Following on from this morning's earnings announcement I spoke with Bill McDermott, co-CEO SAP with a view to getting more color on the results. Key questions for me centered around the impact of HANA (SAP's High-Performance Analytic Appliance software) on revenue, discovering where SAP is at in Business ByDesign implementations, relative weakness in Germany, an update on the cost mix and the On-Demand strategy.
On HANA, McDermott said that the pipeline is in the 'triple digit millions' and that the pipeline is currently growing at a rate of €10 million per WEEK. He added that SAP is seeing the strongest demand in Japan though there is also strong demand in the US. From conversations I've had with colleagues, demand for HANA is across the board but with an emphasis on retail, CPG and utilities.
On ByDesign, McDermott says the company has already surpassed the 400 customer count which he had previously hoped would be reached by the time we get to SAPPHIRE Now. I will get an update on customer numbers at that event mid-May. In discussing the On-Demand strategy, McDermott said that the indirect channel is growing at a good clip and that the company expects a full 40% of its revenue to come from this source by the middle of the decade. SAP will have to ramp the channel very quickly to achieve that target. The company affirmed that the channel will include large SIs able to sell ByDesign and similar solutions into the subsidiaries of large companies.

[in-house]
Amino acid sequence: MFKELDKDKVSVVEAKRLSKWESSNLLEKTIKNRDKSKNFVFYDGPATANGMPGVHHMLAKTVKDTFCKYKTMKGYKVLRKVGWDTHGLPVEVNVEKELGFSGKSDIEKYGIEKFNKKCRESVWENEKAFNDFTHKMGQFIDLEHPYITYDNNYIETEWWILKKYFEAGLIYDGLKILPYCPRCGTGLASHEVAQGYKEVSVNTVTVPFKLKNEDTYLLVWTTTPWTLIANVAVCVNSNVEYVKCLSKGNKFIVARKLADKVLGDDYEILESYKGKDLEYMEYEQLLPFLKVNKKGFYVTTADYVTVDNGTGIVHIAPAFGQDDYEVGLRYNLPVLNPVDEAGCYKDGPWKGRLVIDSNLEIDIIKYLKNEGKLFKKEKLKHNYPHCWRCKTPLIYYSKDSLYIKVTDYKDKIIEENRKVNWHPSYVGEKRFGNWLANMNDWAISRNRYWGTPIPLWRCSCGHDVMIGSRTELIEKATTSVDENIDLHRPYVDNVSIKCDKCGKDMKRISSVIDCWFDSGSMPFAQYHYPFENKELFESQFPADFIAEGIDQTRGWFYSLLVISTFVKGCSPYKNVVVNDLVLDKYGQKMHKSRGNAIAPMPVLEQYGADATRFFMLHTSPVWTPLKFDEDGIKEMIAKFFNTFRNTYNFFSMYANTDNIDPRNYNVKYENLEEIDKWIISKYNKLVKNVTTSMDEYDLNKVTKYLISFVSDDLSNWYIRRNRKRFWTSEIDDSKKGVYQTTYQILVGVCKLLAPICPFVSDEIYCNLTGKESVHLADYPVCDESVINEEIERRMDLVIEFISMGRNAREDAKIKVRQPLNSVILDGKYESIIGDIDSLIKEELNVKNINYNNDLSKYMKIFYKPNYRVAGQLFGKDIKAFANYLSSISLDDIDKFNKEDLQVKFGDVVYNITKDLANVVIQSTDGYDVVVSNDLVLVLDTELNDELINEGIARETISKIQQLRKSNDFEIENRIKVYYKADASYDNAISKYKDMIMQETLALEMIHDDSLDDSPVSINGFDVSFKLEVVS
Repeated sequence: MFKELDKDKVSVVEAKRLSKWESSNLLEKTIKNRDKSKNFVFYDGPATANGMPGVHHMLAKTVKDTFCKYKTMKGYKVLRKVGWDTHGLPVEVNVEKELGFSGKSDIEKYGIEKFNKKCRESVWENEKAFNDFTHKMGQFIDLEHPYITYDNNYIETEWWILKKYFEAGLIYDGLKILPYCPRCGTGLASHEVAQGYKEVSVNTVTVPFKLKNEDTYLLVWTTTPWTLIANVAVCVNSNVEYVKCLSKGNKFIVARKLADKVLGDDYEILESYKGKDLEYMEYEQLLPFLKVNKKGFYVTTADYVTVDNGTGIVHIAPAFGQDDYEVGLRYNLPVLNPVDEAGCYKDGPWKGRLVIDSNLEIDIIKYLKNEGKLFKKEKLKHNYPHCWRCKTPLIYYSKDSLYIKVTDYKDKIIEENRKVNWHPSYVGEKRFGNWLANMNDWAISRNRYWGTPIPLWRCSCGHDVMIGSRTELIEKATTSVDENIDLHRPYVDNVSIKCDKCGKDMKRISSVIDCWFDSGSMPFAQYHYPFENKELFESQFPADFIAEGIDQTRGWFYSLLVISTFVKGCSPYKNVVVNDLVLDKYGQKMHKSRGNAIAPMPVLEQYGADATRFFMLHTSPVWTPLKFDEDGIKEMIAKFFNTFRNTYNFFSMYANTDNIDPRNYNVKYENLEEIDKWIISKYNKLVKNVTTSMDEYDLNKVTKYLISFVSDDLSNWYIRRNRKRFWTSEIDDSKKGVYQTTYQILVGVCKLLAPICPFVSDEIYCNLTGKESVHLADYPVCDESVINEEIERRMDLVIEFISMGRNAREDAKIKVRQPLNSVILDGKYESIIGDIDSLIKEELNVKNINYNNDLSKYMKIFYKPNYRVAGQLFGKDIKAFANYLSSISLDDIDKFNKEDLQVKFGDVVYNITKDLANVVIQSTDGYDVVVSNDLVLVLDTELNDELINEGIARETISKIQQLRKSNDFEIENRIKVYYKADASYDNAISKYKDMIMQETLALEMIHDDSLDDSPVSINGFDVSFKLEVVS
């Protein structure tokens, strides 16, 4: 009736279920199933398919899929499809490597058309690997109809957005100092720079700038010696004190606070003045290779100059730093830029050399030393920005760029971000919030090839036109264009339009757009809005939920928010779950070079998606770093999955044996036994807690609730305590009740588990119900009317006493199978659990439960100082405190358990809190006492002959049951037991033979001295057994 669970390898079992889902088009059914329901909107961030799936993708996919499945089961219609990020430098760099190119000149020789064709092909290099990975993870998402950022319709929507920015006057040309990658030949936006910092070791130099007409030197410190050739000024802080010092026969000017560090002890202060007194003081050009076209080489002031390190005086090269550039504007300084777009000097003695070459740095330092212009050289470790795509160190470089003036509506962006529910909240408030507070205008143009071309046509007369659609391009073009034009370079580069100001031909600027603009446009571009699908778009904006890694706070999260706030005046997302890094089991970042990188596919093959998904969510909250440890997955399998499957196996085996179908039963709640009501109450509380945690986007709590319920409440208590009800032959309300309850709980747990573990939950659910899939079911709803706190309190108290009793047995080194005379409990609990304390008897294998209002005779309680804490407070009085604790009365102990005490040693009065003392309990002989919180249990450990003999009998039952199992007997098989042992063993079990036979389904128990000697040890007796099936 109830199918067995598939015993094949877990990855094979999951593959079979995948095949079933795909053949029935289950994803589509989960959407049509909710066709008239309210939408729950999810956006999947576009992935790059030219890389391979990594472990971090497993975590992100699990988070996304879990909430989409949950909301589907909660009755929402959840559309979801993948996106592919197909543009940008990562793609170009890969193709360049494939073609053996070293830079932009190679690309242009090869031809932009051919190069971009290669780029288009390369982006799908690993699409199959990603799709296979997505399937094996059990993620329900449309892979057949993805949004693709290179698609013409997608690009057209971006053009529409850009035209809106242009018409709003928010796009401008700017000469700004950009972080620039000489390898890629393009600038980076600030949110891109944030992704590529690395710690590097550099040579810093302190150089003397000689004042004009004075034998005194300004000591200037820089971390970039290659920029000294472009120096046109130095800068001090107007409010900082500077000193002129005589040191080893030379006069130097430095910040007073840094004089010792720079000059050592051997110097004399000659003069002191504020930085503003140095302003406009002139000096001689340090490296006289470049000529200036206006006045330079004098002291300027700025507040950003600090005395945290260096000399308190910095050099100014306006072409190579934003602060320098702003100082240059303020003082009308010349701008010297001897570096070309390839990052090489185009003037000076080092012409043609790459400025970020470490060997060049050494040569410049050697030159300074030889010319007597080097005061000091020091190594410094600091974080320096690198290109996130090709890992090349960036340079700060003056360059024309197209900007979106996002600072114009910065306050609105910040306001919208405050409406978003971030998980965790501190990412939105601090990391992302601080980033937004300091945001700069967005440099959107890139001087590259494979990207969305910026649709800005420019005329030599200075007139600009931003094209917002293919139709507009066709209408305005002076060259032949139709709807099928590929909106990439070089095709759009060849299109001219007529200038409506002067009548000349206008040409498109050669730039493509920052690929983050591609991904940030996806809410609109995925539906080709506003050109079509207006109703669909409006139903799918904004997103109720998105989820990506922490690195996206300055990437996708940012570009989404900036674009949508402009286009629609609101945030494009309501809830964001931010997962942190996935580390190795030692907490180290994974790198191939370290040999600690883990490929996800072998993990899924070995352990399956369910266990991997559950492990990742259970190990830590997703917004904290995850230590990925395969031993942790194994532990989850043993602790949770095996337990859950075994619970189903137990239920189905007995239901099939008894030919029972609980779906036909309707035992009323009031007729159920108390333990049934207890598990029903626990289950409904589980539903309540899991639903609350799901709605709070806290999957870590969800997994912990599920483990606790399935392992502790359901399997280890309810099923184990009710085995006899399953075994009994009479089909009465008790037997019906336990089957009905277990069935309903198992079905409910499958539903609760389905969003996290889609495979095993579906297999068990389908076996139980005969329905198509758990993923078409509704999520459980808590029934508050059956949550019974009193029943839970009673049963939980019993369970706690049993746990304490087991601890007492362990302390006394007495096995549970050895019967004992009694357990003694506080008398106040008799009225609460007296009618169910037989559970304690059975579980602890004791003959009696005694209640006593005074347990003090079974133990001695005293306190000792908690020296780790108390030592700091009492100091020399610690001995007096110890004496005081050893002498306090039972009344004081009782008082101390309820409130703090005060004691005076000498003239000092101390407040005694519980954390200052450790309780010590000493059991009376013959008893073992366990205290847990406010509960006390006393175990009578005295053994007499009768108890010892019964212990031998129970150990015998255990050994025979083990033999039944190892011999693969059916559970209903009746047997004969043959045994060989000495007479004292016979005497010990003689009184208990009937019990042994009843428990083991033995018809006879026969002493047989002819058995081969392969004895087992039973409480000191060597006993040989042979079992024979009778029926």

McDermott said that revenues from Germany tend to be 'back end loaded' towards the end of the year but the company is satisfied it is slightly ahead of target for that country and that there is 'lots of room to expand.'
On the cost base, the company has said in the past that it plans to see a relative decline in R&D as a percentage of total revenue. This was something I had queried in my earlier post. McDermott pointed me to an unusually high level of stock compensation being charged in the quarter. While others may be befuddled by this, it makes sense in context of the way SAP compensates its employees and how they tend to exercise options. The cost incurred in this quarter is effectively a one off.
Overall? SAP is adamant that contrary to some analysis - which principally missed the stock compensation issue - the company is on target to deliver in line with what it has said to the market.
Clearly there are detailed questions around the relative importance of the whole On-Demand and ByDesign portfolios but we need to spend more time with SAP on this topic. Right now it appears to be the 'poor relation' from a sales standpoint and if SAP is to meet its stated goals then it will require continued and substantial investment in advance of revenue ramp up. How that impacts the bottom line requires more detail which again I hope to get at SAPPHIRE Now.